Sunday, January 13, 2008

The Zone

We're going into week 3 of reading Guns, Germs and Steel with our Global Studies class, and the kids are amazing me every day.

Today I'm grading the journals they've been keeping as they read the book. Here are some excerpts [Warning: objectionable content ahead. Keep in mind, they are teenagers, and I always tell them that while I might not agree with everything they say, I respect their right to say it]:
In my opinion it could be possible to say that a less developed civilization stayed less developed because a more developed civilization held them down. However this is an effect not a cause. What factors made the "superior" civilization? What made them able to hold others down or enslave them.

If we relate the content we just read, he is saying the New Guineans are more smart and intelligent than white Europeans. If we see today's world the writer is totally wrong. Our present world show who is more smart and who is not and it's obvious from the observation that white people are smart.

While I was reading today, the thought popped into my head about when we went to the race exhibit last year. There was a moniter that showed the spread of of the human population. Humans started in Africa, then moved to other eastern countries that have people that are not white. From this information, I think that I can answer why white people had more "cargo." I think that darker skinned people evolved first, so they may have less of a drive to create new things. Although there may be less products that they get from the land, so they can't make the products that were brought over.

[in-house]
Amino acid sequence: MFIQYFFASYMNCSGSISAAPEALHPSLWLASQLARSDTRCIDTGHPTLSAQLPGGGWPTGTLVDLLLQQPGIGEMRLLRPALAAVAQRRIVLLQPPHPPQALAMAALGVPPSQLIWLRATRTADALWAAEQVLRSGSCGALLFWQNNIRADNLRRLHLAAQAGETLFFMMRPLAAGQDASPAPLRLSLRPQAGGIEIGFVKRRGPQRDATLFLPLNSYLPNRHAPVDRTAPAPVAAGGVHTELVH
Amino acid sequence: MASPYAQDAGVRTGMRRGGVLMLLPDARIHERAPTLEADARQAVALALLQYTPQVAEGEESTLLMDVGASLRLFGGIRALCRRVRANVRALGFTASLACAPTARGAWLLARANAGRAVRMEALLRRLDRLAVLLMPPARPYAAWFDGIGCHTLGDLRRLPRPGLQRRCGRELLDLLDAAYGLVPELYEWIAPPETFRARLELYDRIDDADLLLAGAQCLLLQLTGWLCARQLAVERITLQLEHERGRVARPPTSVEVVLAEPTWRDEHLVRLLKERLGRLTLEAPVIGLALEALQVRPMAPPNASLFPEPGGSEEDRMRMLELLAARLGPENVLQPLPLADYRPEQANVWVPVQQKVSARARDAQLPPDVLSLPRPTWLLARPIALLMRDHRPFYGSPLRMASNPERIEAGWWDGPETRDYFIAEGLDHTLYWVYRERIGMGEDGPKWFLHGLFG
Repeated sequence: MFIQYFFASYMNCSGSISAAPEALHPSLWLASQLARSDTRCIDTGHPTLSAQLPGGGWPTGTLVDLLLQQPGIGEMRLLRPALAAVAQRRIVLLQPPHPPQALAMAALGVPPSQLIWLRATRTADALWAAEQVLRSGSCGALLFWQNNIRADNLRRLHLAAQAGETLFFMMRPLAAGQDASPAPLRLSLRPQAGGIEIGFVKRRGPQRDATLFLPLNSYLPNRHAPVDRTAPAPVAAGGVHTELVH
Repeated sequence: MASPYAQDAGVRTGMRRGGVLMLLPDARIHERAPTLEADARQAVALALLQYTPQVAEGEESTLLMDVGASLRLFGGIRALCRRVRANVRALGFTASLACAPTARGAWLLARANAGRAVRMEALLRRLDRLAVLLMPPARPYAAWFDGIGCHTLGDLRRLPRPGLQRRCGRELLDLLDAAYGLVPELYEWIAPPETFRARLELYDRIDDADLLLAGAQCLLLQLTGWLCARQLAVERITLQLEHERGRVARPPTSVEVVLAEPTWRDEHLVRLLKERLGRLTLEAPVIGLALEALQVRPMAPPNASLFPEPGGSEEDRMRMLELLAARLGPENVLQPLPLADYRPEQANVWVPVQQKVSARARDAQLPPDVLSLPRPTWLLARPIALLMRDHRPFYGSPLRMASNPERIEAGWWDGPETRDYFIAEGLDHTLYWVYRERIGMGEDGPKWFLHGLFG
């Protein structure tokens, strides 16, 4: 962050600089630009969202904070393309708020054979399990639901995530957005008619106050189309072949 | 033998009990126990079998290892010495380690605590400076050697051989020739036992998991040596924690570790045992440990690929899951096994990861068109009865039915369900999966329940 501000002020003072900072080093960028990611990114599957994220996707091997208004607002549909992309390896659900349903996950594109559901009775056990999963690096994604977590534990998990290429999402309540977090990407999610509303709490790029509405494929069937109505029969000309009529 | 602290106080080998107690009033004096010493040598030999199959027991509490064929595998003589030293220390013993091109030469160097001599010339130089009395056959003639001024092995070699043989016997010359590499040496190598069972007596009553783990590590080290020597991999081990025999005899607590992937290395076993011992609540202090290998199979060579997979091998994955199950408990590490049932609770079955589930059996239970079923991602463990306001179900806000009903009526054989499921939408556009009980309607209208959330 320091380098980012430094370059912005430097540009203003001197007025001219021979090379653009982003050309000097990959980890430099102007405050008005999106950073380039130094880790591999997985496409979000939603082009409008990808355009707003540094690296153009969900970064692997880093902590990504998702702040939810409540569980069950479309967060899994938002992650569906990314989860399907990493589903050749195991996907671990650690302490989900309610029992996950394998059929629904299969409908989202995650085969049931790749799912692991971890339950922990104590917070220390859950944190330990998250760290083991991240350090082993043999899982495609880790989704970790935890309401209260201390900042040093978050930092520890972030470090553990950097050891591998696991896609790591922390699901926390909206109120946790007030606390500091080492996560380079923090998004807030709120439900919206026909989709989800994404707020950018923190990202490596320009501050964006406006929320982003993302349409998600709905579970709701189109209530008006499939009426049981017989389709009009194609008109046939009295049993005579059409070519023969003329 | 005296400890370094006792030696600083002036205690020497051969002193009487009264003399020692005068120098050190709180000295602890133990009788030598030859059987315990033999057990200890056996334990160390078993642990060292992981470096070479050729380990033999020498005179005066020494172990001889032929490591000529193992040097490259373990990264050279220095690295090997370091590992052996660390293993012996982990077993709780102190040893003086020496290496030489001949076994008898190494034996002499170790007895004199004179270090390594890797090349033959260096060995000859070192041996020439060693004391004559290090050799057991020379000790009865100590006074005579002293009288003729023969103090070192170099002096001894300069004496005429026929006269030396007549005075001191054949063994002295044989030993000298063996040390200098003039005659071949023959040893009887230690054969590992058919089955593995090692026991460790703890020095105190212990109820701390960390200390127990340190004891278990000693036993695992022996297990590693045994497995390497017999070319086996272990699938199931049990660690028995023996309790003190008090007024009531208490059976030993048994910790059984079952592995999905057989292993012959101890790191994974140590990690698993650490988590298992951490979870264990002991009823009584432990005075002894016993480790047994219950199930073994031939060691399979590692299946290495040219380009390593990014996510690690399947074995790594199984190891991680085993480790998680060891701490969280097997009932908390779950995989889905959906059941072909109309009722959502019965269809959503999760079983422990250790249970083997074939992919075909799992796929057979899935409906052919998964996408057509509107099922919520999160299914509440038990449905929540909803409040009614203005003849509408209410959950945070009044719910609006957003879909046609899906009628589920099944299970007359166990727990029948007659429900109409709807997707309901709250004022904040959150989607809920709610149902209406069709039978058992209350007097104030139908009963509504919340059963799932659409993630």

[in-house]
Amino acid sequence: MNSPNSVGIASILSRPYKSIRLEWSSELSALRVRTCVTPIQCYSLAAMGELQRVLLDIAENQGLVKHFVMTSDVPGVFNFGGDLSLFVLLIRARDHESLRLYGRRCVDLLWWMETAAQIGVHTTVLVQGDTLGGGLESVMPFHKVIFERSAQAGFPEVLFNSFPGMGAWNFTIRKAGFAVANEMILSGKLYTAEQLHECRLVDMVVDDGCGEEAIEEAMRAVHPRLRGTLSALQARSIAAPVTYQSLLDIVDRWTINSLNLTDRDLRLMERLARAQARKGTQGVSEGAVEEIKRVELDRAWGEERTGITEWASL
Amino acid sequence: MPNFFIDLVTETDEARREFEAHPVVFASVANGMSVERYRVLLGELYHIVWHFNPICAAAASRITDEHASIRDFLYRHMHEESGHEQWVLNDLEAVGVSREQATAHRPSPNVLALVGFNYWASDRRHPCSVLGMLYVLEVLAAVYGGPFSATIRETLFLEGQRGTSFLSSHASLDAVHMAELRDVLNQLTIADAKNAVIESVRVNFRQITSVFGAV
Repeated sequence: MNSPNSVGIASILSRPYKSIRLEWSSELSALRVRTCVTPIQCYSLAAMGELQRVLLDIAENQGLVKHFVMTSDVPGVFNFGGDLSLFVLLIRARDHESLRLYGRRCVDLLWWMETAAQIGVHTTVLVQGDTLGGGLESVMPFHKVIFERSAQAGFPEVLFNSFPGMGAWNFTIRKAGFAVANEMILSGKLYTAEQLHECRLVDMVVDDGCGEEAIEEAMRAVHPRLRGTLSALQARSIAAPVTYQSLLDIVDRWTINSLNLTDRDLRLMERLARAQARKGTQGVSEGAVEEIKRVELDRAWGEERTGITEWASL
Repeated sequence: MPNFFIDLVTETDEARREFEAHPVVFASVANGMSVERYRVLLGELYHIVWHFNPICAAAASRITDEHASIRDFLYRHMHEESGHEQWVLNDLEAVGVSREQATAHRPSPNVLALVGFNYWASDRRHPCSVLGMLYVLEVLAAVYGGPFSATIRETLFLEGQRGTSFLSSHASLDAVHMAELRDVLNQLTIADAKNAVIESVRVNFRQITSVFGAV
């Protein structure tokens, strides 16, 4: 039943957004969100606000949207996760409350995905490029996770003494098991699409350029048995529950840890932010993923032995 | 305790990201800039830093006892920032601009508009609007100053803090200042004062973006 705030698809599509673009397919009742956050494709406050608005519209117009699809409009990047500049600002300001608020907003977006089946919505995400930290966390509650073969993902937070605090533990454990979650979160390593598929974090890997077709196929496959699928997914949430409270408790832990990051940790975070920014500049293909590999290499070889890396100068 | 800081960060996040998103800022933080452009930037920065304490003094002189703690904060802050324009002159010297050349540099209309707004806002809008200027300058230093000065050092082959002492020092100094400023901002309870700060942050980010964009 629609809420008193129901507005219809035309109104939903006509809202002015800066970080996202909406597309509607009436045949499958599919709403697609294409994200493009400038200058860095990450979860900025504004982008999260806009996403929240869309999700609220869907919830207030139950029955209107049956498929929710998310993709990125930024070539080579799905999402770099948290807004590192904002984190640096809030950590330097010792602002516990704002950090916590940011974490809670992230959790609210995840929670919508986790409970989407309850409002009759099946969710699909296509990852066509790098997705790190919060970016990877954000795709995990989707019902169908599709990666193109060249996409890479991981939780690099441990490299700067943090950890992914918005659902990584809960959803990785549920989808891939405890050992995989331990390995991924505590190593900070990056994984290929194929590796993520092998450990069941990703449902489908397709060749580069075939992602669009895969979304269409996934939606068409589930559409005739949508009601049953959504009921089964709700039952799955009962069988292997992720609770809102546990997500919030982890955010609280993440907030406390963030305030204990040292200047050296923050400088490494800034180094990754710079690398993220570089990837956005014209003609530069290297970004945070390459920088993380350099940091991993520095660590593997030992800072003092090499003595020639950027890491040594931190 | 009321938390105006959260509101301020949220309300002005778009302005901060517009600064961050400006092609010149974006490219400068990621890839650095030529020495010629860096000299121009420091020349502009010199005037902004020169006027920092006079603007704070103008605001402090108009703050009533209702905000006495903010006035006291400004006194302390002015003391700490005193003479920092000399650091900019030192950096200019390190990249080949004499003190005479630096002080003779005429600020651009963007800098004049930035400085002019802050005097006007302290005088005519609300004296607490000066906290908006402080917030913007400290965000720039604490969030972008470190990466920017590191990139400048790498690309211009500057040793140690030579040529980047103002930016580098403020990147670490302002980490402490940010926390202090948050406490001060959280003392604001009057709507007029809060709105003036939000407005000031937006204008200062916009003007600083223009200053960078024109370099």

The explanations that the author comes up with for how societies ended up so different are insane. The possibility that it is because of the climate is crazy to me, but highly possible. Does it have anything to do with genetics? Does asking these questions really make a difference because are we honestly ever going to know for sure?
What I'm finding as the kids are struggling through the text (and we are still just finishing up the Prologue!) is that maybe what they said in grad school was true: kids will stretch up to their "zone of proximal development." We gave the kids a book that was too hard, but did a lot of preparation, and somehow they're getting it. A lot of them are actually REALLY getting into it.

I think teaching that way is like walking on hot coals. Until you've actually seen it happen, it sounds like a myth or an impossibility. If I weren't team-teaching this class with an experienced teacher, I don't think I would have had the guts to do it. It makes so much more sense to teach to the bottom than to to the top, or at least to the middle. But kids need more of our guts than that.

1 comment:

Anonymous said...

Wow, that's a challenging project you're undertaking!
I've always wanted to read guns, germs and steel with my students, but time does not permit it unfortunately...